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Taylor v. Cano

United States District Court, N.D. California

November 8, 2017

BRIAN LEE TAYLOR, Plaintiff,
v.
X. CANO, et al., Defendants.

          ORDER OF SERVICE; DENYING MOTIONS FOR PRELIMINARY INJUNCTION AND APPOINTMENT OF COUNSEL RE: DKT. NOS. 3, 4

          JACQUELINE SCOTT CORLEY, UNITED STATES MAGISTRATE JUDGE.

         INTRODUCTION

         Plaintiff, a California prisoner, filed this pro se civil rights complaint under 42 U.S.C. § 1983 against officials at Pelican Bay State Prison and the California Department of Corrections and Rehabilitation.[1] Plaintiff's application to proceed in forma pauperis is granted in a separate order. For the reasons explained below, the complaint is ordered served upon Defendants.

         STANDARD OF REVIEW

         Federal courts must engage in a preliminary screening of cases in which prisoners seek redress from a governmental entity or officer or employee of a governmental entity. 28 U.S.C. § 1915A(a). The Court must identify cognizable claims or dismiss the complaint, or any portion of the complaint, if the complaint “is frivolous, malicious, or fails to state a claim upon which relief may be granted, ” or “seeks monetary relief from a defendant who is immune from such relief.” Id. § 1915A(b). Pro se pleadings must be liberally construed. Balistreri v. Pacifica Police Dep't, 901 F.2d 696, 699 (9th Cir. 1990).

         Federal Rule of Civil Procedure 8(a)(2) requires only “a short and plain statement of the claim showing that the pleader is entitled to relief.” “Specific facts are not necessary; the statement need only give the defendant fair notice of what the . . . . claim is and the grounds upon which it rests.” Erickson v. Pardus, 127 S.Ct. 2197, 2200 (2007) (citations omitted). Although to state a claim a complaint “does not need detailed factual allegations, . . . a plaintiff's obligation to provide the grounds of his entitle[ment] to relief requires more than labels and conclusions, and a formulaic recitation of the elements of a cause of action will not do. . . . Factual allegations must be enough to raise a right to relief above the speculative level.” Bell Atlantic Corp. v. Twombly, 127 S.Ct. 1955, 1964-65 (2007) (citations omitted). A complaint must proffer “enough facts to state a claim for relief that is plausible on its face.” Id. at 1974.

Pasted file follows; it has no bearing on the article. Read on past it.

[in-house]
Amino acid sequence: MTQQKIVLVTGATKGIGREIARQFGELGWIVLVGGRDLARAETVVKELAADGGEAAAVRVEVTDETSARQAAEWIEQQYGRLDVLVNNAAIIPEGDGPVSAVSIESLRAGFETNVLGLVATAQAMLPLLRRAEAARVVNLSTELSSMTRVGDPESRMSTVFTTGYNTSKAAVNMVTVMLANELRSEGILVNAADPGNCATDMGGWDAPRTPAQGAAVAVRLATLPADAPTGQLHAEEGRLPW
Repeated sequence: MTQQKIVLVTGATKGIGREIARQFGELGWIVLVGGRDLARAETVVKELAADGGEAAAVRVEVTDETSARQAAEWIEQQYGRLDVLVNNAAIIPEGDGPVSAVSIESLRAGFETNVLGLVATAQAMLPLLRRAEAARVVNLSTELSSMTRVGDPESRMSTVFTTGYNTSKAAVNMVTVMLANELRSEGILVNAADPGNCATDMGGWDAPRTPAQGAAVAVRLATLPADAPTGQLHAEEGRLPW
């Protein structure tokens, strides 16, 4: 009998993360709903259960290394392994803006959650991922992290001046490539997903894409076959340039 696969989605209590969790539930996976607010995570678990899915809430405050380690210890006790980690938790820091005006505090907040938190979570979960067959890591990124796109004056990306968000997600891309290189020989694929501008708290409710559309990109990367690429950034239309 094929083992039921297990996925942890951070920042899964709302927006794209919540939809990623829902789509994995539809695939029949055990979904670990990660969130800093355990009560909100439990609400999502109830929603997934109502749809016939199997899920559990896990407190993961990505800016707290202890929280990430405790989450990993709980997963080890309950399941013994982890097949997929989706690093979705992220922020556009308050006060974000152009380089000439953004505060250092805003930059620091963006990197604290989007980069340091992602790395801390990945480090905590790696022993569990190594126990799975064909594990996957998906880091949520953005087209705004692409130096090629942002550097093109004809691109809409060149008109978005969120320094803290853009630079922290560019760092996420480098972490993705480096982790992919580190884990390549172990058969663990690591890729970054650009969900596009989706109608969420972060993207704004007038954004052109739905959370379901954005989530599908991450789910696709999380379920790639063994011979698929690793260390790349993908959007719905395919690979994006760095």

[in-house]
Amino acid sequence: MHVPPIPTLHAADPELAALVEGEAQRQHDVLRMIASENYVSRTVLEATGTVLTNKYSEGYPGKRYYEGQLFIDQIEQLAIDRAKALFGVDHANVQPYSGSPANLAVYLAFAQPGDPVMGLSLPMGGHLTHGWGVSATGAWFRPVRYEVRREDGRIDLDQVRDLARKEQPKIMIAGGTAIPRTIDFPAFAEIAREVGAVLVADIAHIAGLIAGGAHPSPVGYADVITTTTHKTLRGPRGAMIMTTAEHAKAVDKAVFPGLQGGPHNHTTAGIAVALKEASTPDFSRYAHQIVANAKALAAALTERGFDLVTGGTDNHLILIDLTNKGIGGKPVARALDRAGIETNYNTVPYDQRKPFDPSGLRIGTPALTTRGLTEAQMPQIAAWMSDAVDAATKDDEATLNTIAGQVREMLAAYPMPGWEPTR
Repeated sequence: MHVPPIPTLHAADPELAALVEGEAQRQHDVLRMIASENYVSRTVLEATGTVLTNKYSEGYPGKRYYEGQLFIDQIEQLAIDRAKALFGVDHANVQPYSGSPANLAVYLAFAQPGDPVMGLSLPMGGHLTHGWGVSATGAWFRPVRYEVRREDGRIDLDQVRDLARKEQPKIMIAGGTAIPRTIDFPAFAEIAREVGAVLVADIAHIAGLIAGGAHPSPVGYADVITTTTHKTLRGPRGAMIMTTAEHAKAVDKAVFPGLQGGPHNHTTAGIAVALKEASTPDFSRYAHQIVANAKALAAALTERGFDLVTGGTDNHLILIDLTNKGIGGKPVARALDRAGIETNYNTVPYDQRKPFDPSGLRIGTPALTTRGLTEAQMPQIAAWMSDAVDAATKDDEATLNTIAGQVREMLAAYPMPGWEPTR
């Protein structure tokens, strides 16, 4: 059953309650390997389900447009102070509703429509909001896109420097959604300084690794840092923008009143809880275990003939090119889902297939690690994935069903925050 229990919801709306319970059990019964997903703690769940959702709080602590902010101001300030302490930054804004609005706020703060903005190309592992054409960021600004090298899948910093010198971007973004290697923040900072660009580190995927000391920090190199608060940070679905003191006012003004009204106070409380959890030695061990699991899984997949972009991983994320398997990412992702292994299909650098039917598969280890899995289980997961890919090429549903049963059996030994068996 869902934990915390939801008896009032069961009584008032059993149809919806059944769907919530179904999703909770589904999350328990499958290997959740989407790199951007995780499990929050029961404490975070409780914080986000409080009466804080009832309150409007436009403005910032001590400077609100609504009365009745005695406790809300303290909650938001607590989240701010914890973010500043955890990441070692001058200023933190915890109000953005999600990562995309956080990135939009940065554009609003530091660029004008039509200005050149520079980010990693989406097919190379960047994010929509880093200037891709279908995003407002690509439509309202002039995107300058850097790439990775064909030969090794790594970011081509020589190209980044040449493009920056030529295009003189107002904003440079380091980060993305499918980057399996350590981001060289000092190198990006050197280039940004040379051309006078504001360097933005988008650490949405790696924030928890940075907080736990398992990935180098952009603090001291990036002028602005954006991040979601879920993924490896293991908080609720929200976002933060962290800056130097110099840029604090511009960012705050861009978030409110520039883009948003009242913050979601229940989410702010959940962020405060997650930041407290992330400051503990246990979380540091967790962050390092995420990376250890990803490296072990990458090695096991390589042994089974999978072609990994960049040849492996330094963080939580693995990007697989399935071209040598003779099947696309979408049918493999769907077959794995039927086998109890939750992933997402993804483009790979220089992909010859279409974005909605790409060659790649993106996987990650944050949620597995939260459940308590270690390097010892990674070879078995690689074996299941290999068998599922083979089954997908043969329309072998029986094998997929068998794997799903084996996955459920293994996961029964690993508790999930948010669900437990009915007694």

To state a claim under 42 U.S.C. § 1983, a plaintiff must allege two elements: (1) that a right secured by the Constitution or laws of the United States was violated, and (2) that the alleged violation was committed by a person acting under the color of state law. West v. Atkins, 487 U.S. 42, 48 (1988).

         LEGAL CLAIMS

         Plaintiff alleges that prison officials incorrectly designated him as an inmate who had sexually assaulted a minor. While the officials' decision was made in 2010, Plaintiff did not receive notice of the hearing upon which the decision was based, nor did he learn of his designation until 2016, when he was informed that he could no longer receive visits from minors, including his nieces and nephews. Plaintiff further alleges that his designation as a sex offender against a minor puts him in danger of an attack from other inmates. Plaintiff claims that his federal constitutional rights to due process and to free from cruel and unusual punishment were violated. When liberally construed, these claims are cognizable under 42 U.S.C. § 1983.

         Plaintiff has filed a motion for a preliminary injunction. Federal Rule of Civil Procedure 65 sets forth the procedure for issuance of a preliminary injunction. Prior to granting a preliminary injunction, notice to the adverse party is required. See Fed. R. Civ. P. 65(a)(1). Therefore, a motion for preliminary injunction cannot be decided until the parties to the action are served. See Zepeda v. INS, 753 F.2d 719, 727 (9th Cir. 1983). As the Defendants have not yet been served, the motion for a preliminary injunction is DENIED.

         Plaintiff has filed a motion for appointment of counsel. Plaintiff is capable of presenting his claims effectively, and the issues, at least at this stage, are not complex. The motion DENIED.

         CONCLUSION

         1. The Clerk shall issue a summons and Magistrate Judge jurisdiction consent form and the United States Marshal shall serve, without prepayment of fees, the summons, Magistrate Judge jurisdiction consent form, a copy of the complaint with attachments, and a copy of this order on X. Cano, J. Medellin, Vacarra, R. Sherrill, D. Bermudez, R. Monroy, R. Ahumada, H. Aguilera, at Salinas Valley State Prison, and on Scott Kernan at the California Department of Corrections and Rehabilitation.

         The Clerk shall also mail a courtesy copy of the Magistrate Judge jurisdiction consent form, the complaint with all attachments and a copy of this order ...


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